Note that it doesn’t matter if a system is socialist, capitalist, non-profit or whatever. The key is on how the social contract and business contracts are balanced. A business organization can still maintain a social contract with its community or with society by being less greedy for profit.

This emphasis on the business contract model is the poison in the health care system. Yes, physicians can make excellent salaries. But, in order to make such a salary the physician is forced to engage in practices that are less and less logical or even helpful for patients. They are forced by their employer to treat patients as widgets, as objects to run tests on, or as orifices to stick probes and pills into, all to make more money for the corporation. Furthermore, there are fewer and fewer ways to opt out of the system, i.e. return to a social contract with patients, and survive economically.

Imagine that you run a photography business in which you get paid for taking and printing photos of people. You contract with your customers to produce photos that they enjoy. Now the government starts to pass laws regulating how you take photos and print them. This would be frustrating, but you would work to find ways to cope and people who wanted photos would come to you.

Now imagine that a big company is buying up photography shops. They offer you an opportunity to work for them. They will handle all the financial aspects, all the paperwork, and they will be able to pay you far more than you could make on your own. There is just one catch: If you work for them then 75% of the photos you take and print will be pornography. Why? They make more money on porn. Of course you can refuse to use your photographic skills to create porn. But what if there is no other option? Would you become a porn producer, or leave the photography business? What if you had a family who depended on you for food, clothing, shelter, and medical care? And if you do take the job then you either harden your heart and lose your soul, or you get depressed and perhaps suicidal.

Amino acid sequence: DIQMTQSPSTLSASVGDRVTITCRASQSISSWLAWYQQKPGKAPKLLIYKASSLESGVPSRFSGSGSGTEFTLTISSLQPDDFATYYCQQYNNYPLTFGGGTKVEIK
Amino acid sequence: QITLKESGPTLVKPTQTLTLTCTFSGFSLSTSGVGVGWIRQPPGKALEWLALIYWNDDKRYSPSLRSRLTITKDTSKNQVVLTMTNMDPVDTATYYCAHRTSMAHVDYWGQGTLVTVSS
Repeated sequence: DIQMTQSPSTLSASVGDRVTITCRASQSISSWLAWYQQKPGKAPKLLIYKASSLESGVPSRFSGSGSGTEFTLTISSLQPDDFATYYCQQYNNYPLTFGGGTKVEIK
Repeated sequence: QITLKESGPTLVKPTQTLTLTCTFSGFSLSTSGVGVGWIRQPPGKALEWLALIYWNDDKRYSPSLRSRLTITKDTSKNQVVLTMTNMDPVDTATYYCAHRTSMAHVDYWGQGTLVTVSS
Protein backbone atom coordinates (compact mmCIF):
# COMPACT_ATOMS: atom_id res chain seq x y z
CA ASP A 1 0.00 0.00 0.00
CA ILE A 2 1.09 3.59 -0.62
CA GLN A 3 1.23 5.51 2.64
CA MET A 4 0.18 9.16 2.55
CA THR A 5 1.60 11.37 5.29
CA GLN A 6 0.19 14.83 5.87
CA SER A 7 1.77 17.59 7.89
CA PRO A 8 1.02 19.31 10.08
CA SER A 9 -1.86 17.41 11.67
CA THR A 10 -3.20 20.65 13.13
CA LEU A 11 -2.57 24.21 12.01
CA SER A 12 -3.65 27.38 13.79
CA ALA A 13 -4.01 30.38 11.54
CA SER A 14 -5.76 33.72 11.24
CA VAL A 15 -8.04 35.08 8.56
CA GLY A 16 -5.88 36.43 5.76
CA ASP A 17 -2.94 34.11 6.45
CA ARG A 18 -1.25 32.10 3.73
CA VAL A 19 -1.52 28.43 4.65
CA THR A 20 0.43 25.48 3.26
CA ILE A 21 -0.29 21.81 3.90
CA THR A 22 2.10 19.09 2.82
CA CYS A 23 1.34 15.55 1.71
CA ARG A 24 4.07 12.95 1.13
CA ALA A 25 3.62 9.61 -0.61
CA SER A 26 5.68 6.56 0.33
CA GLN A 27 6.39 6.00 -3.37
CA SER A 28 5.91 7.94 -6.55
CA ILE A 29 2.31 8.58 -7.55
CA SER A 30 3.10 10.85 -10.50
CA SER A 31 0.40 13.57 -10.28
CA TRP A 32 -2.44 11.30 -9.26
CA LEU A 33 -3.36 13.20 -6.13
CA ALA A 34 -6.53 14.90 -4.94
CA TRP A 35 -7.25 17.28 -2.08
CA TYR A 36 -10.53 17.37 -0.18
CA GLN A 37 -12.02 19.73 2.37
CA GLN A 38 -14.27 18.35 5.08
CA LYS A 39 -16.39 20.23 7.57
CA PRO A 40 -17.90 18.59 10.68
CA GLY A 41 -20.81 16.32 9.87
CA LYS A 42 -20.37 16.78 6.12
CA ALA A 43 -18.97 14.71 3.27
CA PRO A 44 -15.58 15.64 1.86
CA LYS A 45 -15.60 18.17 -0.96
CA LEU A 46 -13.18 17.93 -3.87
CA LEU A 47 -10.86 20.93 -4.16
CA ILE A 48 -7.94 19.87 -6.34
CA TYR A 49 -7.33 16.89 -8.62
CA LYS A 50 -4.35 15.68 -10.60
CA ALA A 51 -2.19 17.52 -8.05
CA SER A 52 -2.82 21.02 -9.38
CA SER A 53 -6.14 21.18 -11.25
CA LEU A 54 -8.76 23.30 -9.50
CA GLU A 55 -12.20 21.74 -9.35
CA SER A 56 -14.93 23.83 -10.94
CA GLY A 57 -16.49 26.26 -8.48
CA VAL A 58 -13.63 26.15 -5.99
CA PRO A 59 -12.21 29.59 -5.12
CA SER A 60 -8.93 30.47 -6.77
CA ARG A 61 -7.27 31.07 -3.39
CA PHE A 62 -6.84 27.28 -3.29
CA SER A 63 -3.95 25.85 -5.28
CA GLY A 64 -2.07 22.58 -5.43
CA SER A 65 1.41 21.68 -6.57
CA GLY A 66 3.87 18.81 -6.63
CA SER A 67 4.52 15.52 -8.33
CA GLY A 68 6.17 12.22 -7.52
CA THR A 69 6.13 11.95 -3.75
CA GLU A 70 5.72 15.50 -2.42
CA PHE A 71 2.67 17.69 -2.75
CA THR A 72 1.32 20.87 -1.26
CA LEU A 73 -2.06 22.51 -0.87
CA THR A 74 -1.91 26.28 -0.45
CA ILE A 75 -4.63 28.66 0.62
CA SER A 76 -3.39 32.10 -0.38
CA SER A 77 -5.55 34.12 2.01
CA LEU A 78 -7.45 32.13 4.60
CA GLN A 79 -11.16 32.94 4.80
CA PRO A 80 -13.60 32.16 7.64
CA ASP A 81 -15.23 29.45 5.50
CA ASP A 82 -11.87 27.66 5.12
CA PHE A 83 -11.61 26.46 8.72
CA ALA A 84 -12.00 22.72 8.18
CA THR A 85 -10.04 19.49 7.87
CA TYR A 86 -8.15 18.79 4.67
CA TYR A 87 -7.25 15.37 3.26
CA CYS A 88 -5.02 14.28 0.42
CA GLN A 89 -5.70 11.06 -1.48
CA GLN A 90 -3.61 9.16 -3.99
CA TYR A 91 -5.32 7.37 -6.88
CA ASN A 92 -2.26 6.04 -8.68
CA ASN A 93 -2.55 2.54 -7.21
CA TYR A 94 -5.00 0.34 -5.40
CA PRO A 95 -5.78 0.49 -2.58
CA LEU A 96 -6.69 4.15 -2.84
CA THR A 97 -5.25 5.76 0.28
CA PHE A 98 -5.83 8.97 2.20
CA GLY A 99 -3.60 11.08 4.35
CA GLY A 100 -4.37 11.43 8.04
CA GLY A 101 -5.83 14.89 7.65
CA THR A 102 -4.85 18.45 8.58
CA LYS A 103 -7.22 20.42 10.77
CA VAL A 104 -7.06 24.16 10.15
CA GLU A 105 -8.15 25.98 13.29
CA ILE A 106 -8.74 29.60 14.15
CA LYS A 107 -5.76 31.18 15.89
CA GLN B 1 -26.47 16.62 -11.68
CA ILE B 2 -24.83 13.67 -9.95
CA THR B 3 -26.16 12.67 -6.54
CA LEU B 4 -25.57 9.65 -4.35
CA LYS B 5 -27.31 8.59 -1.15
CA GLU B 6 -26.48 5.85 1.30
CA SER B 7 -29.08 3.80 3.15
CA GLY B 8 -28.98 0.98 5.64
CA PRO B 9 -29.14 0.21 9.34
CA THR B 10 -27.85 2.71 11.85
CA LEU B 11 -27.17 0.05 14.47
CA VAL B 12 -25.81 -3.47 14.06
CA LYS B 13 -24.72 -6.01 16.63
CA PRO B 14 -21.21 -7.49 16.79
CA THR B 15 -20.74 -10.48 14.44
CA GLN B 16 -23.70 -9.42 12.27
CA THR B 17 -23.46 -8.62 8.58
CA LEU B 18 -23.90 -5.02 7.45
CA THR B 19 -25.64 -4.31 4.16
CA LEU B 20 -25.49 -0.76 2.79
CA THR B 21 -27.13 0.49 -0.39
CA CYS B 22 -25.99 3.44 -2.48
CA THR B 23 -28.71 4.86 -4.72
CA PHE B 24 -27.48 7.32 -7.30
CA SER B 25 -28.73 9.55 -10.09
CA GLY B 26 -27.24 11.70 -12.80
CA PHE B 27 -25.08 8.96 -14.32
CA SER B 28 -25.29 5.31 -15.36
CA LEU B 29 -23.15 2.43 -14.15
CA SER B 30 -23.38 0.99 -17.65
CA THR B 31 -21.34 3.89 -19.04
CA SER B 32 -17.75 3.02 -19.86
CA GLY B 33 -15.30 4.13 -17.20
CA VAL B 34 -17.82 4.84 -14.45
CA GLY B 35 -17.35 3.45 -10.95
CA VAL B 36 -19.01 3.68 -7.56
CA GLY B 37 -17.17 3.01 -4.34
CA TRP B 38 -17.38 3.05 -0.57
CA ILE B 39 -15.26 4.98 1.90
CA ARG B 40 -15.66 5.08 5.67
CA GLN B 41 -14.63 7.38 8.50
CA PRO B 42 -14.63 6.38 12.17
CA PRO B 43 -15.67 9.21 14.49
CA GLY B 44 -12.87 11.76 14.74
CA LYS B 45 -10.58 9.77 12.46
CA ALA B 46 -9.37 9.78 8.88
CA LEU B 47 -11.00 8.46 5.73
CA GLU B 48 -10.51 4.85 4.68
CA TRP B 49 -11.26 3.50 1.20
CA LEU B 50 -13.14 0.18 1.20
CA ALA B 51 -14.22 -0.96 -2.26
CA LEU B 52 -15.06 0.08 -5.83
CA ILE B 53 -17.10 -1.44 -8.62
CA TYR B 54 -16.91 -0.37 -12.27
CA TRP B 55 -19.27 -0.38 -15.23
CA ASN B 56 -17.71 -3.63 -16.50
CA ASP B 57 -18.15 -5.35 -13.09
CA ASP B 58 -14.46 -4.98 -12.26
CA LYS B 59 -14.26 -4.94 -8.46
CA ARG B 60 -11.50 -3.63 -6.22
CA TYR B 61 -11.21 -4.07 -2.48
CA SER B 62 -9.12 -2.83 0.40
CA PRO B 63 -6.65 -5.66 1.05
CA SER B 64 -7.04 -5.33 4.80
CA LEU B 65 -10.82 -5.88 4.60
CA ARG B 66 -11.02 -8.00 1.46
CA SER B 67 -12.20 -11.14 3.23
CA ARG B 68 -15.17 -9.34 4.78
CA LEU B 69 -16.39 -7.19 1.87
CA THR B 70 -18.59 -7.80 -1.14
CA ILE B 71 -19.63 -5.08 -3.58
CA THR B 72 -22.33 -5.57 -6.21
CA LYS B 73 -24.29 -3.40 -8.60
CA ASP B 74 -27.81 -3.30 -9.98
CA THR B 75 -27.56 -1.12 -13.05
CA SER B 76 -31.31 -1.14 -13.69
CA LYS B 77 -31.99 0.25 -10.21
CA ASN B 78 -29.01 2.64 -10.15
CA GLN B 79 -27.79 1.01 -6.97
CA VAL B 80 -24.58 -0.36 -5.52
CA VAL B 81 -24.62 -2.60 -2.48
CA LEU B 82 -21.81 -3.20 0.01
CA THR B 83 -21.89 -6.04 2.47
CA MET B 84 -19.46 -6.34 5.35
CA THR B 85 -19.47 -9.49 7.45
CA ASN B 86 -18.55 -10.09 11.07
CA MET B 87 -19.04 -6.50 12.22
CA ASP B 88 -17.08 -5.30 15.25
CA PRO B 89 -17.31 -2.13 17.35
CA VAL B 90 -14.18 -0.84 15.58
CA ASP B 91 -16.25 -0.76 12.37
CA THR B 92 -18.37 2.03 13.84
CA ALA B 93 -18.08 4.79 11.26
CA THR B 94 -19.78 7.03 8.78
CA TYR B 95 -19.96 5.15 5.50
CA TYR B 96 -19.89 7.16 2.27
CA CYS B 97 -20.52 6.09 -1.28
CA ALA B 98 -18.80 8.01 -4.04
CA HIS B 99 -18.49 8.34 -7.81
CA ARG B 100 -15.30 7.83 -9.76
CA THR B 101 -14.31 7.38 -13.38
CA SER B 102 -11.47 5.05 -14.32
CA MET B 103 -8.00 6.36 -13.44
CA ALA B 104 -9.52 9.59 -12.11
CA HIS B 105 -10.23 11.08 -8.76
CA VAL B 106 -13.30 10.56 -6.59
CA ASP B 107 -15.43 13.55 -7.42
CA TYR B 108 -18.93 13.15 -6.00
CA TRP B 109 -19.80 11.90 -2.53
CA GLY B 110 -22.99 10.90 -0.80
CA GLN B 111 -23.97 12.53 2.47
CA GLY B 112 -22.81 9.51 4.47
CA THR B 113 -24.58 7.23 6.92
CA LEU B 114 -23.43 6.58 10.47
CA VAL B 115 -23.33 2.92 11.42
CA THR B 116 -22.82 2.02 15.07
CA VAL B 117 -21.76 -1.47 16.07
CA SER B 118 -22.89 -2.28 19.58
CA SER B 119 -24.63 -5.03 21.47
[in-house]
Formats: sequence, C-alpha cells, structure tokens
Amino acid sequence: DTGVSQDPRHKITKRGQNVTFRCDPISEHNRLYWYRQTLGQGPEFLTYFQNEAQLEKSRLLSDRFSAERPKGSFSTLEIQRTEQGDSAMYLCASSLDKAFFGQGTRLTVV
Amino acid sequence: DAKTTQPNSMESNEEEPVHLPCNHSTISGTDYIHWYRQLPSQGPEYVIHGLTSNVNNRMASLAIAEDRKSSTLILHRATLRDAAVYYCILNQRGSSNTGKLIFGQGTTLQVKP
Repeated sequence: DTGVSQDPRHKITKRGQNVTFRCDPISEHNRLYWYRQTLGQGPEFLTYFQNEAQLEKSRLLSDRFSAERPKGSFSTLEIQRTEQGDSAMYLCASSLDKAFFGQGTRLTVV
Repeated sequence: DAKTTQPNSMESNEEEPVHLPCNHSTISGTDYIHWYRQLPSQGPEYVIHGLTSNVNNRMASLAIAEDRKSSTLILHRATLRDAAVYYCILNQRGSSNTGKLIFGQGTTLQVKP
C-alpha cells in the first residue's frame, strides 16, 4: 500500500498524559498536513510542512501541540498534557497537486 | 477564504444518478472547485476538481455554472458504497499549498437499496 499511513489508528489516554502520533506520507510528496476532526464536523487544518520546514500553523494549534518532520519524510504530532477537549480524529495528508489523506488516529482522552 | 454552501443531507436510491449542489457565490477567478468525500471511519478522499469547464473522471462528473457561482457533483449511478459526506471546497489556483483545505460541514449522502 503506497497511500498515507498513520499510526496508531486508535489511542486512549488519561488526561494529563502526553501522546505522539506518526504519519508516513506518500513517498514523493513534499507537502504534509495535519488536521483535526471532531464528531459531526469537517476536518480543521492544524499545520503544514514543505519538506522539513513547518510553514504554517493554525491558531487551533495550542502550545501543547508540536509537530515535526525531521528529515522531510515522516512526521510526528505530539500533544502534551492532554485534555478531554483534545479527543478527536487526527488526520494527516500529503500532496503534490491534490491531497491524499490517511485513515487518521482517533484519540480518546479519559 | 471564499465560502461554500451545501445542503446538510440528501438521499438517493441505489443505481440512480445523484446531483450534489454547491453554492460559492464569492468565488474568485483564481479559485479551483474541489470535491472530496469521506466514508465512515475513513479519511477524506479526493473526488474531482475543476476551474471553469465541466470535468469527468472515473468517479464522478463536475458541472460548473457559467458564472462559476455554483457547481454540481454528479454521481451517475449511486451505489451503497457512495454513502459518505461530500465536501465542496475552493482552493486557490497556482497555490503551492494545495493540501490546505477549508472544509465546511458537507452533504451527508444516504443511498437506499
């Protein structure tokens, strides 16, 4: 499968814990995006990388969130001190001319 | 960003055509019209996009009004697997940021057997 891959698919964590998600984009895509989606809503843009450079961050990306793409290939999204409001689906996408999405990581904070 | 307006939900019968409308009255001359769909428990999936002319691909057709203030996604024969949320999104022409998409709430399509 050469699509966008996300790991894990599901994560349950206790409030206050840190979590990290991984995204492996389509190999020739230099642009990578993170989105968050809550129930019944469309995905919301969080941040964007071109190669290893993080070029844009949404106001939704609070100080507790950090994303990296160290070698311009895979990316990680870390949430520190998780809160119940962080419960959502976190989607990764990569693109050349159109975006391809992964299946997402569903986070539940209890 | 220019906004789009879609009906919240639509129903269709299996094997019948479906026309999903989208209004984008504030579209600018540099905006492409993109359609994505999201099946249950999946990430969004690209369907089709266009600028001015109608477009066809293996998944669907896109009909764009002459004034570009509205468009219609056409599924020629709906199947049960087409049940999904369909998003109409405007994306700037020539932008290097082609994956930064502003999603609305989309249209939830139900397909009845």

This is the situation many doctors, and other health care providers, find themselves in. They want a strong social contract with their community and it is becoming impossible for them to achieve that. This conflict between the social contract model and the business contract model is a battle for the soul of health care. Physicians and other health care providers need to fight back against the business interests that have subverted the social contract. And when we fight, we need to make it clear to others and ourselves what we are fighting for: The return to the primacy of the social contract between the healer and the one who seeks healing.

Joseph P. Arpaia is a psychiatrist and co-author of Real Meditation in Minutes a Day: Enhancing Your Performance, Relationships, Spirituality, and Health.  He can be reached at his self-titled site, Joseph P Arpaia, MD.